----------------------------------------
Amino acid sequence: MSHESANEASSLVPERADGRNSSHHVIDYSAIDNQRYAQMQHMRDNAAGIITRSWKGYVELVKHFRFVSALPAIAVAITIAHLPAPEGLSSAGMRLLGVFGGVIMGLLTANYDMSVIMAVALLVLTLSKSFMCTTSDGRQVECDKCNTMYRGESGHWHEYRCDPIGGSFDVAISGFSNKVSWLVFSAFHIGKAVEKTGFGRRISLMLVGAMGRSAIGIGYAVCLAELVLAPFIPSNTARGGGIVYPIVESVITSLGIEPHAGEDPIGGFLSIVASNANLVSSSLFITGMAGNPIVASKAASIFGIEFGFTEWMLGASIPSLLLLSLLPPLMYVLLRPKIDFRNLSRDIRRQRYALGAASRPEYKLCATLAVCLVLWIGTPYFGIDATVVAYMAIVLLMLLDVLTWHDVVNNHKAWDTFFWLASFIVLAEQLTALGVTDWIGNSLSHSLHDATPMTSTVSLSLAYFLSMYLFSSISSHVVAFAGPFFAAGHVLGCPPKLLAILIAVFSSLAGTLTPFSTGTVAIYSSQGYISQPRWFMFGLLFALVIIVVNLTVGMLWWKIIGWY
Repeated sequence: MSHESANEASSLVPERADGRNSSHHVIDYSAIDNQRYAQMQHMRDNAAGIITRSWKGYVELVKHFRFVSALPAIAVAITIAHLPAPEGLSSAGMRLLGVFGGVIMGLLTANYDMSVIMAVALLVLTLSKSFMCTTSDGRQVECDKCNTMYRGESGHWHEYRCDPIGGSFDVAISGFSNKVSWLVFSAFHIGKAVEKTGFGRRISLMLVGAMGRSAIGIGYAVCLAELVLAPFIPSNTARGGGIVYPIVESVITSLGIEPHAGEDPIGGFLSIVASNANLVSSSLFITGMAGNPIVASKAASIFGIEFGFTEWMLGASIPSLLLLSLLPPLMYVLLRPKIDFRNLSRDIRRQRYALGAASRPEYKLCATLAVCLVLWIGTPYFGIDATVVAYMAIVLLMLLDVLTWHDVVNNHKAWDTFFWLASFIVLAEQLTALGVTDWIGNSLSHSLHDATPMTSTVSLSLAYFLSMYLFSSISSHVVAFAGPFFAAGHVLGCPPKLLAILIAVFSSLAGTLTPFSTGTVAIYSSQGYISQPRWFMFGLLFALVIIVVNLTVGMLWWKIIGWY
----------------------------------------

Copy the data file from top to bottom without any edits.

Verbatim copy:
Amino acid sequence: MSHESANEASSLVPERADGRNSSHHVIDYSAIDNQRYAQMQHMRDNAAGIITRSWKGYVELVKHFRFVSALPAIAVAITIAHLPAPEGLSSAGMRLLGVFGGVIMGLLTANYDMSVIMAVALLVLTLSKSFMCTTSDGRQVECDKCNTMYRGESGHWHEYRCDPIGGSFDVAISGFSNKVSWLVFSAFHIGKAVEKTGFGRRISLMLVGAMGRSAIGIGYAVCLAELVLAPFIPSNTARGGGIVYPIVESVITSLGIEPHAGEDPIGGFLSIVASNANLVSSSLFITGMAGNPIVASKAASIFGIEFGFTEWMLGASIPSLLLLSLLPPLMYVLLRPKIDFRNLSRDIRRQRYALGAASRPEYKLCATLAVCLVLWIGTPYFGIDATVVAYMAIVLLMLLDVLTWHDVVNNHKAWDTFFWLASFIVLAEQLTALGVTDWIGNSLSHSLHDATPMTSTVSLSLAYFLSMYLFSSISSHVVAFAGPFFAAGHVLGCPPKLLAILIAVFSSLAGTLTPFSTGTVAIYSSQGYISQPRWFMFGLLFALVIIVVNLTVGMLWWKIIGWY
Repeated sequence: MSHESANEASSLVPERADGRNSSHHVIDYSAIDNQRYAQMQHMRDNAAGIITRSWKGYVELVKHFRFVSALPAIAVAITIAHLPAPEGLSSAGMRLLGVFGGVIMGLLTANYDMSVIMAVALLVLTLSKSFMCTTSDGRQVECDKCNTMYRGESGHWHEYRCDPIGGSFDVAISGFSNKVSWLVFSAFHIGKAVEKTGFGRRISLMLVGAMGRSAIGIGYAVCLAELVLAPFIPSNTARGGGIVYPIVESVITSLGIEPHAGEDPIGGFLSIVASNANLVSSSLFITGMAGNPIVASKAASIFGIEFGFTEWMLGASIPSLLLLSLLPPLMYVLLRPKIDFRNLSRDIRRQRYALGAASRPEYKLCATLAVCLVLWIGTPYFGIDATVVAYMAIVLLMLLDVLTWHDVVNNHKAWDTFFWLASFIVLAEQLTALGVTDWIGNSLSHSLHDATPMTSTVSLSLAYFLSMYLFSSISSHVVAFAGPFFAAGHVLGCPPKLLAILIAVFSSLAGTLTPFSTGTVAIYSSQGYISQPRWFMFGLLFALVIIVVNLTVGMLWWKIIGWY